As I read To Kill a Mockingbird (for the I-don’t-know-how-many-eth time), I made some notes of things that struck me as they might a first-time reader. It’s so hard to separate initial impressions from those which have formed over years, or those which have grown under outside influence (articles or interviews I’ve read, the film, conversations with other readers), and you’ll notice that these aren’t necessarily deep observations (OK, they’re not deep at all … simply conversation starters).
If you want to ponder the official discussion questions, visit the To Kill a Mockingbird Reading Guide on the Harper Collins website (read the entire book first, as the questions cover the whole novel, not just Part I).
But, if you’re willing to go along for a meandering ride on my train of thoughts, let’s go!
- A recent article in Entertainment Weekly asks “Would To Kill a Mockingbird be considered a Young Adult novel by today’s standards?” The designation didn’t exist in 1960 – books were books! It’s a coming-of-age novel told from the point of view of an adult looking back at her childhood. Scout is younger than most YA narrators (only 9 years old), but was, as the saying goes, wise beyond her years. I think calling TKAM a Young Adult book would miss the mark, as many readers would pass it over (and, likely wouldn’t be picked up as curriculum in so many schools – are any YA books officially discussed in classrooms?).
- The first sentence of the novel,When he was nearly thirteen, my brother Jem got his arm badly broken at the elbow, launches into a short history of the Finch family and how they came to live in Maycomb. A few pages later, Scout and Jem meet Dill, giving the time parameters of the novel (“I was almost six and Jem was nearly ten”). The opening paragraph is interesting and important; were you waiting for Lee to revisit Jem’s broken arm? I was, but then I got so caught up in the story that I forgot about this detail I was expecting the author to circle back to. When a friend of my mother goes off on a tangent during conversation she holds up a finger in a wait-a-minute gesture and says “put a bookmark in that thought,” I neglected to do that on my original read of TKAM (Mr. Vahey, I’m sorry I was such a class clown in English!)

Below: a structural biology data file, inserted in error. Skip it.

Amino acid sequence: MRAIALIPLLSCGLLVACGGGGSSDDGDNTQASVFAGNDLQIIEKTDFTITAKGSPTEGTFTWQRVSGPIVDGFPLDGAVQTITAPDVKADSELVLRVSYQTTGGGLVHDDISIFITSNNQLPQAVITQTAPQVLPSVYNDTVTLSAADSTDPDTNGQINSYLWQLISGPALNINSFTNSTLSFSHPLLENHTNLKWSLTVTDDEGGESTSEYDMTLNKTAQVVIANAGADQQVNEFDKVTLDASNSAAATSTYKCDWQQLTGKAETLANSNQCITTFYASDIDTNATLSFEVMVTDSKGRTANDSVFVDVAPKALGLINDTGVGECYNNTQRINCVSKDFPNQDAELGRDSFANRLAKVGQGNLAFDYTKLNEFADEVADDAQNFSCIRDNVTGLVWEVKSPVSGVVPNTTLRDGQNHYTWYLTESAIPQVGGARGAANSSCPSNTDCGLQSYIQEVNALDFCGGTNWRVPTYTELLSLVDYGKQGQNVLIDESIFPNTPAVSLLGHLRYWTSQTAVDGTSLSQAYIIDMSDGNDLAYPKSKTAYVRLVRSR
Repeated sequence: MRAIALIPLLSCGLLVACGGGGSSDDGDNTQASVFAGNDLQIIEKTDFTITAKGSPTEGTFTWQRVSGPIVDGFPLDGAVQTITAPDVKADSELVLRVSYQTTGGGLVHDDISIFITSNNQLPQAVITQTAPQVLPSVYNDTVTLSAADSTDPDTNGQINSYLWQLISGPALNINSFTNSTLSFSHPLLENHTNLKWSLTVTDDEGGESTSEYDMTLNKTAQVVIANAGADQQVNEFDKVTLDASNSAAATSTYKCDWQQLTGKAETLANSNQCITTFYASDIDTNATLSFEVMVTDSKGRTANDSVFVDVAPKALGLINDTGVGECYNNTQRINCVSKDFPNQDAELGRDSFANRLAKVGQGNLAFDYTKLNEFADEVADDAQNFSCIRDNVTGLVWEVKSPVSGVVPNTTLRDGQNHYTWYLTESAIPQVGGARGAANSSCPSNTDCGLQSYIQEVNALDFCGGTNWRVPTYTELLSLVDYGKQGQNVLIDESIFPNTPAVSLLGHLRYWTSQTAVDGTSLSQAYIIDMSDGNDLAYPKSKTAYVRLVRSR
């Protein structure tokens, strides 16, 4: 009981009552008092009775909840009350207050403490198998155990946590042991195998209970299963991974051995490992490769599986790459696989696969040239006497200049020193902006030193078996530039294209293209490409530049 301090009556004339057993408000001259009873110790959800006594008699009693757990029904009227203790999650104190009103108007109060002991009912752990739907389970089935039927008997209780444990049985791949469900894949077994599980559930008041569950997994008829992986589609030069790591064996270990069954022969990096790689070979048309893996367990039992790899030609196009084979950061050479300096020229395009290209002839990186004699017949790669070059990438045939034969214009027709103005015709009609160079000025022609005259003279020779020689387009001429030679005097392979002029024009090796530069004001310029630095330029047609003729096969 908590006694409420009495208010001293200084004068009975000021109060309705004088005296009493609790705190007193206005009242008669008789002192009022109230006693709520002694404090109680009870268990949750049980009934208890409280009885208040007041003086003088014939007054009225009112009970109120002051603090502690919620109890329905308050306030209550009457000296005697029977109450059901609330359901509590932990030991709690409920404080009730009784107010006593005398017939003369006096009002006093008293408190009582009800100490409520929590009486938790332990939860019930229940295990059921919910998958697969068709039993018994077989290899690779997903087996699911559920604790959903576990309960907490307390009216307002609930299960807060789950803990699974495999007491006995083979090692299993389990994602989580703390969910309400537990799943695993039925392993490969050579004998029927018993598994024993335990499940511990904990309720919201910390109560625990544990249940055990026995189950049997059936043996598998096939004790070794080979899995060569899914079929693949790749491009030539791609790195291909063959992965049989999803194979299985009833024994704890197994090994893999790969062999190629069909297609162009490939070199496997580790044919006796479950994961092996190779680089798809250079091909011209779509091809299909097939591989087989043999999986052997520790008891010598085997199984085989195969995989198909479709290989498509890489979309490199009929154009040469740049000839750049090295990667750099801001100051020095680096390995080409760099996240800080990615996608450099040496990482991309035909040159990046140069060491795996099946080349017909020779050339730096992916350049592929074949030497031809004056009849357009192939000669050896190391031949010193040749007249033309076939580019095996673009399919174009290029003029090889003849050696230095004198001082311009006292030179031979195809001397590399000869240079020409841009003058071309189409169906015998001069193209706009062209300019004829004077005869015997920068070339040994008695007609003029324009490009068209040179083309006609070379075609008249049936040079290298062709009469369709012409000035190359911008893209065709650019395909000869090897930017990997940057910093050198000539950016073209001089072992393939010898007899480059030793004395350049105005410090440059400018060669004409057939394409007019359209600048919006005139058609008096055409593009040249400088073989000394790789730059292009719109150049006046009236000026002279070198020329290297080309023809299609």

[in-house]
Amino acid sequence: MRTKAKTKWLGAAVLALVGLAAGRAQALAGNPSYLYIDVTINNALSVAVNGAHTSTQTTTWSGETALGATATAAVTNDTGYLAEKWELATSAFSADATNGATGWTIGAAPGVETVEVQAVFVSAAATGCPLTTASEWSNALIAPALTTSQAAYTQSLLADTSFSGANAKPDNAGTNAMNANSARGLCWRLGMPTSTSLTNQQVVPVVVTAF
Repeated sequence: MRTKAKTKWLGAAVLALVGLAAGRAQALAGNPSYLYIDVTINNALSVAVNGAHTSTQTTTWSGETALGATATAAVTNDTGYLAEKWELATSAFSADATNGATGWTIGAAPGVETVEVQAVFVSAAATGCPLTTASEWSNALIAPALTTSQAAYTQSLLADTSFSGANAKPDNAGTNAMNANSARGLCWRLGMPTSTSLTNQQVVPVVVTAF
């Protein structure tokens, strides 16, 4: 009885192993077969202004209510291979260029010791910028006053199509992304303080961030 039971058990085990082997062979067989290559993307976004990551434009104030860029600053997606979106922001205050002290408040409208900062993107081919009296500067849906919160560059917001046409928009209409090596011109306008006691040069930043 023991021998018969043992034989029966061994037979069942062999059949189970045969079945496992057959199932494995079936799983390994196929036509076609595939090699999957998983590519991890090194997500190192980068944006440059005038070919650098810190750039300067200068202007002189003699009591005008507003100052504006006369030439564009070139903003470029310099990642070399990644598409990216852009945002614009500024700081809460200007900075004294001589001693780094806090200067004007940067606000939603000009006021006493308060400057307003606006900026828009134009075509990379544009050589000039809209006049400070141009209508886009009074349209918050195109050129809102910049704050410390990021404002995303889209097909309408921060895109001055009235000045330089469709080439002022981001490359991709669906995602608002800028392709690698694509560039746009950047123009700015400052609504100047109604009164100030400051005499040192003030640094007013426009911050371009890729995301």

- I believe it’s probably true that most towns have a place like the Radley Place, around which rumors circulate and legends grow. We had one in the town I was raised – overgrown shrubs and peeling paint made the house stand out in the neighborhood of cookie cutter houses. The occupant was a single woman with long dark curly hair who walked everywhere in town. I remember some kids daring each other to ring her doorbell one Halloween (no, I wasn’t one of them!).
- All through Part I I was afraid of Boo. Was he leaving the ‘gifts’ in the tree? He seemed to be watching Scout, Jem, and Dill as much as they were watching him. The good deeds of returning Jem’s torn (and repaired!) pants and the blanket wrapped around the children while the watched the fire burn at Miss Maudie’s were extra creepy – a kind gesture? or a way that the children might be indebted to Boo? I knew he’d figure in Part II, but couldn’t yet call whether he was friend or foe.
- Speaking of creepy, Scout had a horrid time at school, didn’t she!? A teacher who scolded and punished her for knowing how to read and write?!? A classmate who casually squished the “cooties” (lice?) on his head?! With these scenes, and that of Walter Cunningham eating the noontime meal with the Finch family, Harper Lee demonstrates not only the scope of poverty in and around Maycomb, but the extremely kind and generous nature of Atticus Finch. Was there ever a more patient father who led by example?
- What about when Miss Maudie’s house burned down? Was this another way Lee showed the reader what a close-knit community it was? Another example of Boo’s curious behavior (the blanket), or adding to some vague indebtness to him by Jem and Scout?
- When I first read the novel it was usual to be able to play outside all day, responding to the call of your name (usually stretched to two syllables, DAAWWW-AAWWN) when it was time to come in for dinner (well, we called it supper). Re-reading now, with four kids of my own, I’m nostalgic for the freedom to wander that Scout, Jem, and Dill experienced. Have you seen Lenore Skenazy’s Free Range Kids blog? I embrace her philosophy of non-helicopter parenting.
Well, folks, I have a lot more post-its sticking out of my book, but I think I’ll call this post before the ramblings get incoherent. Feel free to respond to any of my observations in the Comments below, and/or link up to a To Kill a Mockingbird readalong post of your own. We’ll see you for Part II on July 23!